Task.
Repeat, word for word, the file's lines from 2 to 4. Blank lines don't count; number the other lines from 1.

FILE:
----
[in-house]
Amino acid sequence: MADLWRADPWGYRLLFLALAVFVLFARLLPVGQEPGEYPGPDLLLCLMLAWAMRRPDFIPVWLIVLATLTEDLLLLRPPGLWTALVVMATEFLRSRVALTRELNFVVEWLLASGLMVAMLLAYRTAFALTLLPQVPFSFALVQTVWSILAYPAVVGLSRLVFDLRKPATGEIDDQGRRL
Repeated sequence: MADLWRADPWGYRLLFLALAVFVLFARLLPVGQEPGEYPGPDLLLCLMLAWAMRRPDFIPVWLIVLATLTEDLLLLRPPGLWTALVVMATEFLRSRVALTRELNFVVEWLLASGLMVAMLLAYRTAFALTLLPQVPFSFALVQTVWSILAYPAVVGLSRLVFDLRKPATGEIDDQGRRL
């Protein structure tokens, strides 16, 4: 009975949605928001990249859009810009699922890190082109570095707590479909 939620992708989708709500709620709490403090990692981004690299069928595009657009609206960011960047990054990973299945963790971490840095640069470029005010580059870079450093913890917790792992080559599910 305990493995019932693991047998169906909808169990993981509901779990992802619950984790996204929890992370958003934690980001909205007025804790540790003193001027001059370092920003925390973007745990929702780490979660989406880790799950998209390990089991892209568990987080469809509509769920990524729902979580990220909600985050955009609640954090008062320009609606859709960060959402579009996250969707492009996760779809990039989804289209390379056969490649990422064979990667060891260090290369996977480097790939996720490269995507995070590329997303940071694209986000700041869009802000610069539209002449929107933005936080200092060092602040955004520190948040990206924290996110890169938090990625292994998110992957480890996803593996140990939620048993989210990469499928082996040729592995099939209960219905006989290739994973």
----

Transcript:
Amino acid sequence: MADLWRADPWGYRLLFLALAVFVLFARLLPVGQEPGEYPGPDLLLCLMLAWAMRRPDFIPVWLIVLATLTEDLLLLRPPGLWTALVVMATEFLRSRVALTRELNFVVEWLLASGLMVAMLLAYRTAFALTLLPQVPFSFALVQTVWSILAYPAVVGLSRLVFDLRKPATGEIDDQGRRL
Repeated sequence: MADLWRADPWGYRLLFLALAVFVLFARLLPVGQEPGEYPGPDLLLCLMLAWAMRRPDFIPVWLIVLATLTEDLLLLRPPGLWTALVVMATEFLRSRVALTRELNFVVEWLLASGLMVAMLLAYRTAFALTLLPQVPFSFALVQTVWSILAYPAVVGLSRLVFDLRKPATGEIDDQGRRL
């Protein structure tokens, strides 16, 4: 009975949605928001990249859009810009699922890190082109570095707590479909 939620992708989708709500709620709490403090990692981004690299069928595009657009609206960011960047990054990973299945963790971490840095640069470029005010580059870079450093913890917790792992080559599910 305990493995019932693991047998169906909808169990993981509901779990992802619950984790996204929890992370958003934690980001909205007025804790540790003193001027001059370092920003925390973007745990929702780490979660989406880790799950998209390990089991892209568990987080469809509509769920990524729902979580990220909600985050955009609640954090008062320009609606859709960060959402579009996250969707492009996760779809990039989804289209390379056969490649990422064979990667060891260090290369996977480097790939996720490269995507995070590329997303940071694209986000700041869009802000610069539209002449929107933005936080200092060092602040955004520190948040990206924290996110890169938090990625292994998110992957480890996803593996140990939620048993989210990469499928082996040729592995099939209960219905006989290739994973």